Teachers Love to Teach. So Why Are They Leaving the Education Profession?
“Don't forget, a person's greatest emotional need is to feel appreciated.” - H. Jackson Brown
In order for our economy to thrive, we need a strong workforce. And in order for our workforce to be strong, we need a quality education system. That's why it's so important to support our teachers, principals, and district-level leaders. Teachers, specifically, are the backbone of our education system, and they work hard every day to help students learn and grow. However, many teachers are currently leaving the profession. As they are leaving education, many businesses are discovering that teachers have valuable skills that translate very easily into a wide variety of industries. It is only natural then that teachers would move to industries where they feel they can use their skills meaningfully. Unfortunately, this shift out of education is a significant problem for our schools and our economy as we are losing access to teachers who are passionate, creative, and engaged in preparing our children for the future.
Writing about teachers leaving schools is not a controversial topic. They are leaving. Even before the pandemic, teachers identified a desire to leave the profession. The pandemic seems to have only exacerbated and accelerated teachers' departure from the classroom. This problem extends beyond just teachers, however. School systems are having difficulty finding substitute teachers, and the National Association of Secondary School Principals (NASSP) is preparing for a mass exodus of school principals. In fact, some states are even calling in the National Guard as substitute teachers and bus drivers. Working in school systems and teaching has always been challenging work undertaken by people who believed they were making an impact. The current departure out of the profession suggests that the impact that education professionals have no longer outweighs the negative workplace culture, underappreciation, low pay, and other inherent difficulties in the work. That is what the sentiment suggests, but what does the data have to say about this?
In 2021, the team at Psyince had the privilege of working on a project with a school district. This project focused on improving school leadership and school workplace culture across the district. After surveying the district, there were a few remarkable findings. First, the data from the district indicated that teachers love to teach. Teachers get into the profession to make an impact, and they feel that the work they do is meaningful. They want to help and support our children and to make them successful. Secondly, the most significant problems identified by respondents on our survey were directly related to perceptions of leadership and the organizational culture/climate in their schools. Specifically, teachers identified workplace problems such as low trust amongst colleagues, not feeling appreciated, lack of empathy from leaders, low psychological safety, and lack of genuine professional development and mentoring. If these results were presented for any other industry, this constellation of characteristics would be immediately identified as a toxic work environment.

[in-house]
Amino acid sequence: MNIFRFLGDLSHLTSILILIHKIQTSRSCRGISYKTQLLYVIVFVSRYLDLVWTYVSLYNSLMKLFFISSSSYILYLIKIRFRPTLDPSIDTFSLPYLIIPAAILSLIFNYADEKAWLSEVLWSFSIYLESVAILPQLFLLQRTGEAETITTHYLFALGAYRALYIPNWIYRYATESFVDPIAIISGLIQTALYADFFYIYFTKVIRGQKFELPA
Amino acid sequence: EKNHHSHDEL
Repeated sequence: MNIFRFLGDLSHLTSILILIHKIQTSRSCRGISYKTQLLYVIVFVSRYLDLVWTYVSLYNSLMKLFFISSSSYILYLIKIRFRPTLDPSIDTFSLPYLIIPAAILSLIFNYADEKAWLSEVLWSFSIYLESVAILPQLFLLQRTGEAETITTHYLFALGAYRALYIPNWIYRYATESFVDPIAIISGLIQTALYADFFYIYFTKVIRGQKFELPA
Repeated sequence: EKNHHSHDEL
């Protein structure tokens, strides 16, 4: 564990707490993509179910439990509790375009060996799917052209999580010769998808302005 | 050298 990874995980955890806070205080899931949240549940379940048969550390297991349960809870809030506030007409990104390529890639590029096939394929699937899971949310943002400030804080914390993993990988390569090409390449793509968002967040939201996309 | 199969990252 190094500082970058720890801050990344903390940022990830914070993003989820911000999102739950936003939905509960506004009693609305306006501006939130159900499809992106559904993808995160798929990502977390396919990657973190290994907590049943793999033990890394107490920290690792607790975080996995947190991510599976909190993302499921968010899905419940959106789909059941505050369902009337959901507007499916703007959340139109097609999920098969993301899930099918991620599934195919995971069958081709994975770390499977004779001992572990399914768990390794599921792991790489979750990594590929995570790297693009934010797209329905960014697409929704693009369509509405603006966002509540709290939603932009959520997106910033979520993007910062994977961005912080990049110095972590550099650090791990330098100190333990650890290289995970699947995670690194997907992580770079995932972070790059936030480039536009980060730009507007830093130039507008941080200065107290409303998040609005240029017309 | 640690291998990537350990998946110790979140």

Our findings from this project are not unique. For example, in North Carolina a 2019 report from the Center from Optimal Learning Environments indicated that "School Leadership continues to be the major reason (at 30%) educators list as the construct which affects their willingness to remain teaching in their current school." This report went on to list problematic aspects of school leadership and workplace climate similar to those from our survey results. These findings are important because when the main issues driving education professionals leaving the industry are leadership and workplace environment problems, schools can't simply spend their way out of the problem. A problem where the workforce does not feel appreciated and valued in their current role is a problem that needs human connection and trust.
From a societal level, education professionals not feeling appreciated is a failure that we all collectively share. The pandemic has clearly shown us how important educators are in our society, and we should all recognize that. However, school leaders are in the best place to make direct and meaningful impact on teachers. We at Psyince believe that school leaders, at all levels, should have access to evidence-based leadership training that focuses on the interpersonal and workplace climate areas of leading. This training has been successful across every industry that has implemented it, and there is no reason to think it will not work in schools. It is important that school leaders understand the positive impact of empathy and emotional intelligence, and apply those skills to their workplace.
At Psyince, we fully recognize that education professionals leaving the workforce is an issue where there are no easy solutions. However, school leaders can develop practical skills to improve the workplace and ensure they create an environment where people want to work. If we can create a better and healthier workplace for teachers and principals, who are professionals already in love with the work of educating, maybe they will think twice before leaving the profession. Or, as we recently heard a school board member say, “people don’t leave teaching, they leave bad leaders.”
Let’s create better leaders and better workplaces so we can keep our best teachers!